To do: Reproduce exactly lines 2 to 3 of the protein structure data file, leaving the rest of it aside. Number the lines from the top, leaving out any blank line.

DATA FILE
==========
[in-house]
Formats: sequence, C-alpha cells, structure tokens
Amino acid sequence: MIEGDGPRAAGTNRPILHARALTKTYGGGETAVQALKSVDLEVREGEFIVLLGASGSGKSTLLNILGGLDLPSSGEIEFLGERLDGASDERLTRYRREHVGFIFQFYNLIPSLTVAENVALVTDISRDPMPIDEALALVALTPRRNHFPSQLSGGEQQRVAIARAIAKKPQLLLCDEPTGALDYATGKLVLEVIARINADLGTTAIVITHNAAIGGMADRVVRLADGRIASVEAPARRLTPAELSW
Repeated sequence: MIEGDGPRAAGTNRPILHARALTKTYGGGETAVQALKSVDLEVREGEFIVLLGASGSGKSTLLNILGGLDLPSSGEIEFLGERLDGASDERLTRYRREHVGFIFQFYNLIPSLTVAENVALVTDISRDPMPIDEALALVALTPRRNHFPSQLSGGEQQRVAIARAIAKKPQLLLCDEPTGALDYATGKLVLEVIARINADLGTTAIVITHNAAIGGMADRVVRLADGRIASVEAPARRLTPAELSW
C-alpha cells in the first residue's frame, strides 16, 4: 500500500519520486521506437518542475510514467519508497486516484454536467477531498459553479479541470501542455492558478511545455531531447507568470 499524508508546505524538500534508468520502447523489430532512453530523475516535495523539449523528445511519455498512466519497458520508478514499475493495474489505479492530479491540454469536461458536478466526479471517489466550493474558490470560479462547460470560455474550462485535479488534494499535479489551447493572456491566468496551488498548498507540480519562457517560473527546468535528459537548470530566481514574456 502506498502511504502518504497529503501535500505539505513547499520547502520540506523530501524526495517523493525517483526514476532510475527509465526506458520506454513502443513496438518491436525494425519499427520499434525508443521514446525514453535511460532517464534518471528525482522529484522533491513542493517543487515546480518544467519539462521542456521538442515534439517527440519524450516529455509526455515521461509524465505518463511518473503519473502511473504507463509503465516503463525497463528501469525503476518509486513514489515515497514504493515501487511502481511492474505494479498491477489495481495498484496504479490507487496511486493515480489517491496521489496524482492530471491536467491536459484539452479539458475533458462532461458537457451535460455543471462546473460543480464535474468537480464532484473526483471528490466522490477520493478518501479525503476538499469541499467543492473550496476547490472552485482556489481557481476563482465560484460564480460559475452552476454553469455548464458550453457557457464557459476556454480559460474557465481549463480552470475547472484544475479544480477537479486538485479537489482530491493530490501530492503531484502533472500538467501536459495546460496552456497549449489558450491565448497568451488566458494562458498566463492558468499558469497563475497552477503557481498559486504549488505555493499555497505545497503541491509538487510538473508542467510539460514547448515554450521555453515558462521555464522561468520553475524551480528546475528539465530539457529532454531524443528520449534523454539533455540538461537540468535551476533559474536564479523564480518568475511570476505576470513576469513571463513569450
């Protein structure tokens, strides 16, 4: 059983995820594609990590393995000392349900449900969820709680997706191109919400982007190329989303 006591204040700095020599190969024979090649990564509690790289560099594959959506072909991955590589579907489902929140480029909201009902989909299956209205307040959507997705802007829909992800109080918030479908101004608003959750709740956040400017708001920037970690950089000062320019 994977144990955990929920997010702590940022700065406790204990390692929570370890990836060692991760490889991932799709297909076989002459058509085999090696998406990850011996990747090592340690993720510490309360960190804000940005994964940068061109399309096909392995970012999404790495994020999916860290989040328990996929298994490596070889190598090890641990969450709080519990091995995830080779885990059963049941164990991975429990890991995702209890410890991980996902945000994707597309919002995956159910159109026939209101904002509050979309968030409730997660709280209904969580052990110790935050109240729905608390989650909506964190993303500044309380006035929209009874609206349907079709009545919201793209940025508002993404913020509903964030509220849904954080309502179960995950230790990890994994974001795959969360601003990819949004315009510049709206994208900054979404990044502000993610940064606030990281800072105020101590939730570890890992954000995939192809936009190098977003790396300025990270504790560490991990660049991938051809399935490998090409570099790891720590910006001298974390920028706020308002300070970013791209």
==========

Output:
Formats: sequence, C-alpha cells, structure tokens
Amino acid sequence: MIEGDGPRAAGTNRPILHARALTKTYGGGETAVQALKSVDLEVREGEFIVLLGASGSGKSTLLNILGGLDLPSSGEIEFLGERLDGASDERLTRYRREHVGFIFQFYNLIPSLTVAENVALVTDISRDPMPIDEALALVALTPRRNHFPSQLSGGEQQRVAIARAIAKKPQLLLCDEPTGALDYATGKLVLEVIARINADLGTTAIVITHNAAIGGMADRVVRLADGRIASVEAPARRLTPAELSW